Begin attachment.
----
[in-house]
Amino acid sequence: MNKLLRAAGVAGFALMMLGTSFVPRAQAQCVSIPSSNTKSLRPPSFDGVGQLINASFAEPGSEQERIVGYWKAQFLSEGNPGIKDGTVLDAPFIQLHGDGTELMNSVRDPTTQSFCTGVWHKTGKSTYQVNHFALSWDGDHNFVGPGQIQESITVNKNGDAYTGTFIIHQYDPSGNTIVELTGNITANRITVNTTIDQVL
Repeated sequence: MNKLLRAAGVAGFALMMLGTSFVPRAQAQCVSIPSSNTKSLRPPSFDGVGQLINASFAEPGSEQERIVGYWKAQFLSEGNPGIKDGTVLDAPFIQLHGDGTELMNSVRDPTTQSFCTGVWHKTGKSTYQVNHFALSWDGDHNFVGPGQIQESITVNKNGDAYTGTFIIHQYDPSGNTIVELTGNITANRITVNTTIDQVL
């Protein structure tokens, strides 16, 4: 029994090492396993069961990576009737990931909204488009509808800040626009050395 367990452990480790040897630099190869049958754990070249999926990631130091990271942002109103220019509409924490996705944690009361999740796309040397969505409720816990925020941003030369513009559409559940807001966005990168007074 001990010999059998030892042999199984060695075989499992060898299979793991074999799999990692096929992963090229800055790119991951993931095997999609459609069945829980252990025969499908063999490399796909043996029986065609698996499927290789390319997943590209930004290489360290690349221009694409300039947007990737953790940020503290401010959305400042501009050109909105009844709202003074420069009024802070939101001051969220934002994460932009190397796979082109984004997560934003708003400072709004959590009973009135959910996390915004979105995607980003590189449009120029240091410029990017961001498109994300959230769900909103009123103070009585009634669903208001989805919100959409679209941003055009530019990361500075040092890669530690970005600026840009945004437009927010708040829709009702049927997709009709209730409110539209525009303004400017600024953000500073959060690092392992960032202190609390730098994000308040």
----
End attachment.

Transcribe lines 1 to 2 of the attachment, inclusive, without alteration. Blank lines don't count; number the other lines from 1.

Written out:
[in-house]
Amino acid sequence: MNKLLRAAGVAGFALMMLGTSFVPRAQAQCVSIPSSNTKSLRPPSFDGVGQLINASFAEPGSEQERIVGYWKAQFLSEGNPGIKDGTVLDAPFIQLHGDGTELMNSVRDPTTQSFCTGVWHKTGKSTYQVNHFALSWDGDHNFVGPGQIQESITVNKNGDAYTGTFIIHQYDPSGNTIVELTGNITANRITVNTTIDQVL